A growing bioeconomy requires increasing amounts of biomass from industrial crops for bioenergy and bio-based products. There is much discussion about how industrial crop cultivation could promote social-ecological outcomes such as environmental protection, biodiversity conservation, climate change adaptation, food security, greenhouse gas mitigation, and landscape appearance.
In Germany, maize is the main industrial crop used as a biogas substrate to provide heat and electricity, because of its high biogas yield potential. However, maize is associated with problems such as soil erosion, biodiversity loss, an increase in wild boar populations, and lowered landscape diversity. The cultivation of perennial wild plant mixtures (WPMs) addresses many of these problems. Despite being less developed than maize, WPM cultivation has received notable attention among scientists in Germany over the past decade.
I’ve recently published a review article in Advanced Sustainable Systems that provides an overview of the first experiences with WPM cultivation from scientists and farmers. WPMs are perennial cropping systems that can provide both biomass for biogas production and food and shelter for pollinators and open land animals. WPMs offer a dynamic and diverse species composition of flowering and predominantly wild plant species, which increases both agrobiodiversity and landscape appearance compared to conventional biogas crops.
Consequently, WPM cultivation offers great social-ecological advantages over conventional biogas cropping systems, but the average biogas yield of WPMs is still significantly lower. This results in negative land use change effects, i.e., more land is needed to produce the same amount of bioenergy (in the form of biogas and heat) as, for example, in the cultivation of maize.
However, the continued improvement and practical application of existing WPM cultivation systems can still be recommended. This is because it is a very young cultivation system in terms of its development status, and the biomass yield potential of WPMs can already reach a level of competitiveness with conventional biogas crops such as maize under certain conditions, according to several studies. An adaptation of the WPM cultivation system could help improve the biomass yield potential (the most important determinant for the biogas yield) especially on marginal agricultural land, which must be considered to help achieve food security in the long term, because the favorable land will be kept for food crop cultivation. The potential of WPM biomass for cascade use, i.e., the successive use for bio-based products and biofuels, has not yet been investigated, but appears promising due to the lignocellulosic composition of some wild plant species comparable to common industrial crops.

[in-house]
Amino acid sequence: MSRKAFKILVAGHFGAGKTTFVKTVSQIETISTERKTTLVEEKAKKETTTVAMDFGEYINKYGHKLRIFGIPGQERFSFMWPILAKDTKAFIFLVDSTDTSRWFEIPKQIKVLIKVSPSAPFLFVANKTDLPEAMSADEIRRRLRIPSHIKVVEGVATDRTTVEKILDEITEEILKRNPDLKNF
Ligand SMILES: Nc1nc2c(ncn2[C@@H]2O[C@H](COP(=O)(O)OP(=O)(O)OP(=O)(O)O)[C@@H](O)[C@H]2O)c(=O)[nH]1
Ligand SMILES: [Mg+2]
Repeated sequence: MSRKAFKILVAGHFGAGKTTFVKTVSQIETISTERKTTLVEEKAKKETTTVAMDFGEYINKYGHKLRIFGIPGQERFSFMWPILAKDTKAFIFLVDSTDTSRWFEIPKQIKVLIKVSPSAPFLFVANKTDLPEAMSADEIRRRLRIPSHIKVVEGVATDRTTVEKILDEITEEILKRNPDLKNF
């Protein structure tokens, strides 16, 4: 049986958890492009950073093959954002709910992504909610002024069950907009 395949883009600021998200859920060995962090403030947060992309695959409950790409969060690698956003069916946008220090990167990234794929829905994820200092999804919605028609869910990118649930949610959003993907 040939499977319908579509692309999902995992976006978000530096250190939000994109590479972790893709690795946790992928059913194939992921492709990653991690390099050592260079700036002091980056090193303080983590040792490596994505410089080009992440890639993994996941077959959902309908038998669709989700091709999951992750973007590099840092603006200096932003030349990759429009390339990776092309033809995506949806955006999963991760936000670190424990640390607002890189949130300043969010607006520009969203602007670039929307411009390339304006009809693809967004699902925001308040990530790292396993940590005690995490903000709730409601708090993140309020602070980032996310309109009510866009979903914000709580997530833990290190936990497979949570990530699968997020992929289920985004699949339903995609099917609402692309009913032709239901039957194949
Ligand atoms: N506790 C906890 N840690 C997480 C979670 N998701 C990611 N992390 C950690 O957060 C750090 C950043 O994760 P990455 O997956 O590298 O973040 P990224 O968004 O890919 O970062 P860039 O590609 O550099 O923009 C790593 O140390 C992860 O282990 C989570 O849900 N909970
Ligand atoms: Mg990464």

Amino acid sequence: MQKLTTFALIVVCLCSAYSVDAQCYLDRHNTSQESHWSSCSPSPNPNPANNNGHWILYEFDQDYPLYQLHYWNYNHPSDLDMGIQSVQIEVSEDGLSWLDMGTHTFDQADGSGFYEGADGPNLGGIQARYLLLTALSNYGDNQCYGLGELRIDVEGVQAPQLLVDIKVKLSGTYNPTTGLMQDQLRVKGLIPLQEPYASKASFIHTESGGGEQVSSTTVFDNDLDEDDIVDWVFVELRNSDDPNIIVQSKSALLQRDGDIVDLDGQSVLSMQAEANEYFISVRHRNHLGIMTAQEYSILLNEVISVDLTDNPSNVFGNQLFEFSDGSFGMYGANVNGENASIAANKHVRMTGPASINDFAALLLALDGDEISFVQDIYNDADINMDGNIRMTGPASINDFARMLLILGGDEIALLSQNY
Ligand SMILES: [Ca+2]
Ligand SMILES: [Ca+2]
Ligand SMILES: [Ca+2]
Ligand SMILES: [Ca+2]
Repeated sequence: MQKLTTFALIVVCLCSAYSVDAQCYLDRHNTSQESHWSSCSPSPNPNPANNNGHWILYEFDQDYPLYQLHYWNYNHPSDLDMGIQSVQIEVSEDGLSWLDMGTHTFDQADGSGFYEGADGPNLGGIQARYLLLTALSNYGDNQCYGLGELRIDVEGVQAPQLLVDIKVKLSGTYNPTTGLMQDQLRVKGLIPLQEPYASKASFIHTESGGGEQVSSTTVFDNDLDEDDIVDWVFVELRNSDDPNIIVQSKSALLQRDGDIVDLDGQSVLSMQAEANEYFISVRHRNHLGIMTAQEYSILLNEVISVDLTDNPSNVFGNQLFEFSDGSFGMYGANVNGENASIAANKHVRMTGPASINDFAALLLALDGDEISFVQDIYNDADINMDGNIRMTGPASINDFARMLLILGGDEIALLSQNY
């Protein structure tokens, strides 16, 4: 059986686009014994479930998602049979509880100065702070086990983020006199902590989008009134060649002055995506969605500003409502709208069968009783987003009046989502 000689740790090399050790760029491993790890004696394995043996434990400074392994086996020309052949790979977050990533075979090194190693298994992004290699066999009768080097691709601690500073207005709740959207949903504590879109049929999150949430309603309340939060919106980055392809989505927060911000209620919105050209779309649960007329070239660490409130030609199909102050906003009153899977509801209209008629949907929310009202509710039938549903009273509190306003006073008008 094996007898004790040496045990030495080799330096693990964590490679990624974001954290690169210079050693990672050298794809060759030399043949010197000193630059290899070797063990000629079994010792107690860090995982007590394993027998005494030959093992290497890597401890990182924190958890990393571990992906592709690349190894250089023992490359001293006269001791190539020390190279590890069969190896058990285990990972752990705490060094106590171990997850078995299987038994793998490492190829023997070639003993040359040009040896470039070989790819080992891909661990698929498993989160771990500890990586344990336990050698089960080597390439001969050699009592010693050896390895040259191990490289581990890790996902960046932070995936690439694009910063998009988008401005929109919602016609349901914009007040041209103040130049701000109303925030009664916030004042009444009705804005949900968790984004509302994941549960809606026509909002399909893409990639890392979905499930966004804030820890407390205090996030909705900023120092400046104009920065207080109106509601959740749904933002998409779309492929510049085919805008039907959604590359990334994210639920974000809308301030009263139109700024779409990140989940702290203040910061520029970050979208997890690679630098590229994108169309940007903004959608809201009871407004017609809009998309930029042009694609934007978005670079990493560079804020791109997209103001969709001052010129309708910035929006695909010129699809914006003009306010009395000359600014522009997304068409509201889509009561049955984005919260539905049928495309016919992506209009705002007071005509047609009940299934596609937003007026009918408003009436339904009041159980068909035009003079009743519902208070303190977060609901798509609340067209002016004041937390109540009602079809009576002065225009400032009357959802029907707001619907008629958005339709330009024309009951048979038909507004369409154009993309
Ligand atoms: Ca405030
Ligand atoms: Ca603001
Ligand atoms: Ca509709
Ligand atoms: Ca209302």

Furthermore, the additional social-ecological benefits of WPM cultivation can be so significant under certain local conditions that the still relatively low economic performance of the cultivation system can be ignored. This could be, for example, in the proximity of the field to residential, recreational, or nature conservation areas. Moreover, unfavorable size/shape of the fields cultivated with food crops can make it possible to cultivate WPMs because, apart from improving the management of the remaining primary field, the species-rich WPM area increases the habitat availability for beneficial insects. And both a higher abundance and diversity of beneficial insects can help reduce the pesticide requirements of the primary field.
However, a complete replacement of the conventional biogas crops by WPMs cannot be recommended at present, because it is highly probable that the overall sustainability of the biomass supply would be significantly lower than in current circumstances due to enormous land use change effects.
Instead, a meaningful addition of WPMs to the range of conventional biogas crops can very likely enhance the overall sustainability of biogas cropping systems. Only then would it appear reasonable in the long term to cultivate biomass for bioenergy and thus, at least in the energy sector, help significantly toward achieving a transition to a fossil-free and social-ecologically sustainable bioeconomy.
Reference: M. von Cossel, ‘Renewable Energy from Wildflowers—Perennial Wild Plant Mixtures as a Social‐Ecologically Sustainable Biomass Supply System.’ Advanced Sustainable Systems (2020). DOI: 10.1002/adsu.202000037